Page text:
Mumbai terrorists did come through sea
India on Saturday dismissed Pakistan's contention that the 26/11 terrorists did not use the sea to enter Mumbai, saying 'thorough investigations' had proved that the men did take that route.
Speaking at a function at the Cochin Shipyard Ltd (CSL), Defence Minister AK Antony said: "After the 26/11 incident, our agencies have done thorough investigations and come to the conclusion that the attackers had come through the sea route."
Indian Navy chief Admiral Sureesh Mehta reiterated the point at the same function: "We all know our investigating agencies are competent and have provided excellent documents that this (the arrival of the attackers) has happened over the sea route."
Both men were reacting to Pakistani Navy chief Admiral Noman Bashir's claim on Friday that Mohammed Ajmal Kasab, the lone Mumbai terrorist caught alive, did not sail to India.
"There is no proof that Kasab took the sea route," Pakistani Navy chief Admiral Noman Bashir said at a press conference in Islamabad.
At the same time, he admitted that patrolling the waters on the Pakistani side of the international border off the Gujarat coast was "difficult" due to the dispute over the Sir Creek.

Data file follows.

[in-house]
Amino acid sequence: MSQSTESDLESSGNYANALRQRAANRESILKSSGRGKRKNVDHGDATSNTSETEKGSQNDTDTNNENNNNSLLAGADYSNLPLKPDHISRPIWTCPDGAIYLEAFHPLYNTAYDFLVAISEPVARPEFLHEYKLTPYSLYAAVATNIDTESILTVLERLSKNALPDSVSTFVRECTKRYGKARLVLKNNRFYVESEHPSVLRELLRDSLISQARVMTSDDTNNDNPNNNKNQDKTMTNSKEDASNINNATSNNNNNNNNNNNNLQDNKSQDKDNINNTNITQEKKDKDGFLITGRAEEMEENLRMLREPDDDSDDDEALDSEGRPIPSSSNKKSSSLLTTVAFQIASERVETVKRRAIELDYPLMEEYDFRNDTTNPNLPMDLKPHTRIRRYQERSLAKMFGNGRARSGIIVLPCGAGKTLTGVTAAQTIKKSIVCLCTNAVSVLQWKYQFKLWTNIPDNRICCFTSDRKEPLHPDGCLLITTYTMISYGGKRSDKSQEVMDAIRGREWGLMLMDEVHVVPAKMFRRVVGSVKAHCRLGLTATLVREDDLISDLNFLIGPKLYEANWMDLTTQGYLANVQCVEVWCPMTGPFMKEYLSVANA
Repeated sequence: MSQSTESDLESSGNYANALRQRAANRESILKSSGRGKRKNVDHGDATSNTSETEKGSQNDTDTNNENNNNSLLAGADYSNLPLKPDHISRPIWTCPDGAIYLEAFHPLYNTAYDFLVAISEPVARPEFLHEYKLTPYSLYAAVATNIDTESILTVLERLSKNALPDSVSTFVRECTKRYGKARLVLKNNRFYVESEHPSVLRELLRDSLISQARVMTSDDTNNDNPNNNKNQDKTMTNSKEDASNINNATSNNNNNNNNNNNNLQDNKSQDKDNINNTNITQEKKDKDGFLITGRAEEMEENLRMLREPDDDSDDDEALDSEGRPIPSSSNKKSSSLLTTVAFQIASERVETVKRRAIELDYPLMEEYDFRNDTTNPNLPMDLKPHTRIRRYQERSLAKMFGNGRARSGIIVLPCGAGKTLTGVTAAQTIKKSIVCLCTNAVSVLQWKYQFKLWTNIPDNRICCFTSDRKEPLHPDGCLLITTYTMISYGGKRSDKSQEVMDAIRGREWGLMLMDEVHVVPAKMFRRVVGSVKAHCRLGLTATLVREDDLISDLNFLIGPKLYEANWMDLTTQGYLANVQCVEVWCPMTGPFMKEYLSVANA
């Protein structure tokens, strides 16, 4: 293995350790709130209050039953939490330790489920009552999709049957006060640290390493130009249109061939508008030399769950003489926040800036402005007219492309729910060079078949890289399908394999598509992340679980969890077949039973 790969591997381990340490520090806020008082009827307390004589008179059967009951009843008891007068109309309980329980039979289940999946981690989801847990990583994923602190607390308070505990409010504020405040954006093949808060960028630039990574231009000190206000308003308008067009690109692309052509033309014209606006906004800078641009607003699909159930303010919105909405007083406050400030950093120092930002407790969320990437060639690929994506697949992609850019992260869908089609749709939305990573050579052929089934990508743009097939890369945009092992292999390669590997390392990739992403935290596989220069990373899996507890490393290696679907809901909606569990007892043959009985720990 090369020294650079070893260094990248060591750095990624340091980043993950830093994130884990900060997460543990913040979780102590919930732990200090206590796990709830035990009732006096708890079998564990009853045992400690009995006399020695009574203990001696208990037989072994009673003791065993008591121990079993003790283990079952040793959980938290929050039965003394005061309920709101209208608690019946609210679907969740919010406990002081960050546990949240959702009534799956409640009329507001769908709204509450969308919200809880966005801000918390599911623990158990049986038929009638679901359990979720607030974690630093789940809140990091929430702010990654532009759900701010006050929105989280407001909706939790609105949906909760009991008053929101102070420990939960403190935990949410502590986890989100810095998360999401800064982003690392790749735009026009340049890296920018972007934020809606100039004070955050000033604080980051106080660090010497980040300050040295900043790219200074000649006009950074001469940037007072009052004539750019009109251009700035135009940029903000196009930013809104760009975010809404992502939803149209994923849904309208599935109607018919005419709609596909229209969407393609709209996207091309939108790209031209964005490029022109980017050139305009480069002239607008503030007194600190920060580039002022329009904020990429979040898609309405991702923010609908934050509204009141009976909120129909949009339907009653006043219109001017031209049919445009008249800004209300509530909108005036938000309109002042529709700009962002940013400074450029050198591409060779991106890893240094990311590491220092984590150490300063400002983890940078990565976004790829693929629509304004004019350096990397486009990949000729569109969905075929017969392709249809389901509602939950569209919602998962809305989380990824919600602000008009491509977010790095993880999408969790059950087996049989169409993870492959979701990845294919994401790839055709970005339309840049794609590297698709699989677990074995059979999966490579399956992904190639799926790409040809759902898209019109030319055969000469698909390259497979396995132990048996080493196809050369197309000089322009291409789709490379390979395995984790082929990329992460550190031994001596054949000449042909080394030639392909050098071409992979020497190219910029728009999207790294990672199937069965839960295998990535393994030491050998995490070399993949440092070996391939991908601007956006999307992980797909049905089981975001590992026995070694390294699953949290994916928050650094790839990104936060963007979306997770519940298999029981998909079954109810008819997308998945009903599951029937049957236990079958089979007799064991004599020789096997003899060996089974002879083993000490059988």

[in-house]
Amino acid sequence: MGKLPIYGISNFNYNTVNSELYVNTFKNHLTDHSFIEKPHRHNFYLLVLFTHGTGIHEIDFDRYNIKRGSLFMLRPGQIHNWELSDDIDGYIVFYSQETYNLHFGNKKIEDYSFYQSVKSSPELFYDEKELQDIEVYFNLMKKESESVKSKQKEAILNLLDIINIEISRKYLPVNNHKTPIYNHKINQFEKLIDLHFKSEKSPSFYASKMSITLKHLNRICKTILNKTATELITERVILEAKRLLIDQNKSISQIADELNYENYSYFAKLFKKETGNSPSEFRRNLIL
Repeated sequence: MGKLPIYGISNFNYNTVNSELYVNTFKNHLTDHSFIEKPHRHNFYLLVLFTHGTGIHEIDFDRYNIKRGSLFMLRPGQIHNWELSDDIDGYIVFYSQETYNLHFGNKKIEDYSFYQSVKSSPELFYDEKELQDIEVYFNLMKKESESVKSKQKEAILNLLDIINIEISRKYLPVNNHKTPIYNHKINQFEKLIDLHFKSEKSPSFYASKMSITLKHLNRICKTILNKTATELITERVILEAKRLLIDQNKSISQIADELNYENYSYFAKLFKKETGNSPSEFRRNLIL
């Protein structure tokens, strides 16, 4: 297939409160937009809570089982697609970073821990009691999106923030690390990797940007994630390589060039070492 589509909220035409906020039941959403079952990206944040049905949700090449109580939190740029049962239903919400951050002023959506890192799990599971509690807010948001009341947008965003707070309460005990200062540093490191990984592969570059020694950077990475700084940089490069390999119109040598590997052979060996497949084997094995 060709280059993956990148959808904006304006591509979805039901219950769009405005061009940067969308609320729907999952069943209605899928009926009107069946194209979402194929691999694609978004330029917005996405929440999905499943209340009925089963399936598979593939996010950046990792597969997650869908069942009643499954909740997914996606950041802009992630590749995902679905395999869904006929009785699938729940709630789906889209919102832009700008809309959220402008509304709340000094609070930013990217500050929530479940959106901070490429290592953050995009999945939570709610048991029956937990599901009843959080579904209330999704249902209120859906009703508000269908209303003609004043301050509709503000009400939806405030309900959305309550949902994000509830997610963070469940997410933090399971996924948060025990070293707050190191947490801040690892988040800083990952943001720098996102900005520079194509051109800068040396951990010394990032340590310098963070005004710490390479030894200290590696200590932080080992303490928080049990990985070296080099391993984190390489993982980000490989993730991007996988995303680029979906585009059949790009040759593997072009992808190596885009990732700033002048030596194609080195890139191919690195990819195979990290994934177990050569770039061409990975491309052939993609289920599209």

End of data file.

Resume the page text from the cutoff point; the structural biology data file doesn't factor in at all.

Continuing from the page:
India says Kasab and nine other Pakistanis had set sail from Karachi, hijacked a trawler after entering Indian waters and finally used a rubber boat to sneak into Mumbai Nov 26, 2008 and embarked on a killing spree that lasted over 60 hours.
Kasab is now in the custody of the Mumbai police, which Wednesday filed a charge sheet naming him and 34 others, all of them operatives of the Lashkar-e-Taiba terror groups, for the Mumbai carnage that claimed the lives of more than 170 people.
Kasab is also one of the eight men named in a case registered by Pakistan's Federal Investigation Agency on the Mumbai attacks.
Bashir also sought to discount suggestions that Pakistan was engaged in an arms race with India.